"Your body is the first thing any child of man ever wanted. Therefore dispose yourself to be loved, to be wanted, to be available. Be there for them with a vengeance. Be a gracious, bending woman. Incline your ear, your heart, your hands to them.... To be a Mother is to be the sacrament - the effective symbol - of place. Mothers do not make homes, they are our home." from Bed and Board, Robert Farrar Capon

Friday, September 6, 2013

Article Recommended: "Courage in the Ordinary"

"Now, I’m a thirty-something with two kids living a more or less ordinary life. And what I’m slowly realizing is that, for me, being in the house all day with a baby and a two-year-old is a lot more scary and a lot harder than being in a war-torn African village. What I need courage for is the ordinary, the daily every-dayness of life. Caring for a homeless kid is a lot more thrilling to me than listening well to the people in my home. Giving away clothes and seeking out edgy Christian communities requires less of me than being kind to my husband on an average Wednesday morning or calling my mother back when I don’t feel like it...."

"But I’ve come to the point where I’m not sure anymore just what God counts as radical. And I suspect that for me, getting up and doing the dishes when I’m short on sleep and patience is far more costly and necessitates more of a revolution in my heart than some of the more outwardly risky ways I’ve lived in the past. And so this is what I need now: the courage to face an ordinary day — an afternoon with a colicky baby where I’m probably going to snap at my two-year old and get annoyed with my noisy neighbor — without despair, the bravery it takes to believe that a small life is still a meaningful life, and the grace to know that even when I’ve done nothing that is powerful or bold or even interesting that the Lord notices me and is fond of me and that that is enough."

If you'd like to read this article (blog post) in its entirety you can find it here:

You can also listen to Tish Harrison Warren discussing her article with Michael Horton on The White Horse Inn *here*


  1. Thank you for posting this. I listened to the White Horse Inn audio file and was very encouraged.

  2. Hey! I'm thirty something with two kids in the house, a baby (kind of) and a 2 yr old! :-)
    This reminded me of a quote I just came across.

    “The great thing, if one can, is to stop regarding all the unpleasant things as interruptions of one's 'own,' or 'real' life. The truth is of course that what one calls the interruptions are precisely one's real life -- the life God is sending one day by day.”

    ― C.S. Lewis, The Collected Works of C.S. Lewis

    By God's grace, of course.

    Grace K

  3. Yes thank you , Leah. This was very confirming. It reminds me of something we have been blessed to hear for years: Changing a diaper is as "spiritual" as reading your bible.

    Grace: I really appreciate that C S Lewis--thank you

  4. Martin Luther said it this way,

    "Our foolishness consists in laying too much stress upon the show of works and when these do not glitter as something extraordinary we regard them as of no value; and poor fools that we are, we do not see that God has attached and bound this precious treasure, namely his Word, to such common works as filial obedience, external, domestic, or civil affairs, so as to include them in his order and command, which he wishes us to accept, the same as though he himself had appeared from heaven. What would you do if Christ himself with all the angels were visibly to descend, and command you in your home to sweep your house and wash the pans and kettles? How happy you would feel, and would not know how to act for joy, not for the work’s sake, but that you knew that thereby you were serving him, who is greater than heaven and earth. . . ."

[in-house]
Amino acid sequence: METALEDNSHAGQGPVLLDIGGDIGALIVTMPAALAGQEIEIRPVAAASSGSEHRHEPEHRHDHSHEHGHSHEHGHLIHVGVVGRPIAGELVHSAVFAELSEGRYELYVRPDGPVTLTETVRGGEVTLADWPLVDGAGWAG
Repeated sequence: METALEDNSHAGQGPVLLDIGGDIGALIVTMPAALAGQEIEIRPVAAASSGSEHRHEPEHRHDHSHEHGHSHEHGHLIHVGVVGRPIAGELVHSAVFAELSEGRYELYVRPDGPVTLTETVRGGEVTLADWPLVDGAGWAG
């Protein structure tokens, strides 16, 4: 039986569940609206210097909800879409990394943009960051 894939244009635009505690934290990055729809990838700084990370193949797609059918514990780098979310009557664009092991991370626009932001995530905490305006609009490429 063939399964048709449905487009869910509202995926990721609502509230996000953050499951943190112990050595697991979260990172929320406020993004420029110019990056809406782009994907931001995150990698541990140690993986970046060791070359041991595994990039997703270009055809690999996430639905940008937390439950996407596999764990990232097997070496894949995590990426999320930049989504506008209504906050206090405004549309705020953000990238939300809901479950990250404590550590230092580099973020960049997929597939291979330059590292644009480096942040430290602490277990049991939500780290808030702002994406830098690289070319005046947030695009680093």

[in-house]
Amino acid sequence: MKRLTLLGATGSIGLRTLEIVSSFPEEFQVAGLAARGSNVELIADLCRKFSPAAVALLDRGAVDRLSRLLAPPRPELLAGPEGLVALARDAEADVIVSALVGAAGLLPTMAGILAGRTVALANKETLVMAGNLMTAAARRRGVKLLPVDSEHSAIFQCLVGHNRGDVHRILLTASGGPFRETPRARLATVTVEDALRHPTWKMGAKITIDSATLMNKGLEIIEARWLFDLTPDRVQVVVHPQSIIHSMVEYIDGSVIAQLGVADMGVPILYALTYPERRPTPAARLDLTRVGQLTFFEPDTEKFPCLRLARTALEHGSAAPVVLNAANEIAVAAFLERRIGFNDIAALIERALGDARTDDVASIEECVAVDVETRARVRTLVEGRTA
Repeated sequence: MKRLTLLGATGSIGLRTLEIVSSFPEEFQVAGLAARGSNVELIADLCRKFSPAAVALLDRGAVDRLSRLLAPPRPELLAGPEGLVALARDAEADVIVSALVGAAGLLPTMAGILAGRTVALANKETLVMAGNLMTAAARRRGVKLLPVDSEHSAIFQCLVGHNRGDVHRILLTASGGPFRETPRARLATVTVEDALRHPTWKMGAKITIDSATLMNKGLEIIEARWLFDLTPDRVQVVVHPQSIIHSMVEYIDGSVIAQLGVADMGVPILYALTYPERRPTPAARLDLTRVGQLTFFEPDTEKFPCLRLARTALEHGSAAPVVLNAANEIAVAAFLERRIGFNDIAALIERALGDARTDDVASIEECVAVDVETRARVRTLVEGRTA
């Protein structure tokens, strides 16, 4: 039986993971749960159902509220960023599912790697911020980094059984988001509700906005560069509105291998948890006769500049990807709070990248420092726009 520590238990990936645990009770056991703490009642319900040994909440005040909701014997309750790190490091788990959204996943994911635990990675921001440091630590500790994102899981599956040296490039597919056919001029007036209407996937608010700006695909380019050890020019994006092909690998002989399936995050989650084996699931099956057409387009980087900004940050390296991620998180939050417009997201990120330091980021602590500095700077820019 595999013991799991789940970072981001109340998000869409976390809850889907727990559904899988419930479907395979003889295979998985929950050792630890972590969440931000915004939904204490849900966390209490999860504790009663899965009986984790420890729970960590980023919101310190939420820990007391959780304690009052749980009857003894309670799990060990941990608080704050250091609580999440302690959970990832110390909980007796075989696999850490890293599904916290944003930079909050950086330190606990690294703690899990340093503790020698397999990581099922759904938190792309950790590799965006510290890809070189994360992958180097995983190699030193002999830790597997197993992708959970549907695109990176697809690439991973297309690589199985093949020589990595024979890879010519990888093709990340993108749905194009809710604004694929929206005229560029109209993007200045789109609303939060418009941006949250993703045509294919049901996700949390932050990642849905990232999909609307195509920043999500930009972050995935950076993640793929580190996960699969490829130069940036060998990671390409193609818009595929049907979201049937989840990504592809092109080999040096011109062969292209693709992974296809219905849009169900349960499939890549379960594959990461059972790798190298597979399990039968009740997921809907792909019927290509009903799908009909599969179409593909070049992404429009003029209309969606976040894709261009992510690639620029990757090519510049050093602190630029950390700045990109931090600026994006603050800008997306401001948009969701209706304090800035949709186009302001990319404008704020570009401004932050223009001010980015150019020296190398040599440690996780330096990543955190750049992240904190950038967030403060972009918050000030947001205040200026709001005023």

From Luther’s sermon on the Nineteenth Sunday after Trinity, preached in Marburg in 1529

  5. Thank you Leah! (I know you were thinking of me. :)

  6. Amen - it encouraged me in my vocation today

  7. Yes, thank you for sharing this one Leah! I completely relate with the author's post. I grew up Evangelical and always believed that FOR ME (and for anyone who really loved Jesus) the only way to live as a "good Christian" would be to give myself to full time "ministry", being mission work. I couldn't have imagined all those years ago being a SAHM in the US, doing "nothing" but raising 6 kids...boring, "unspiritual".

    Of course all that changed as I learned the wonderful doctrine of Vocation and became a Lutheran...and then married a Lutheran Pastor! Ha! I'm always heartened when reminded of our Lutheran understanding that being a mother, changing diapers, feeding a family etc is truly "Golden and Noble work". So comforting.

    Also, I completely understand the author's other point about how much easier it is to be loving to complete strangers, for Jesus' sake, than it is to love and be kind to my closest neighbors, my beloved children and husband!

    "And I suspect that for me, getting up and doing the dishes when I’m short on sleep and patience is far more costly and necessitates more of a revolution in my heart than some of the more outwardly risky ways I’ve lived in the past."

    How true, how painfully true!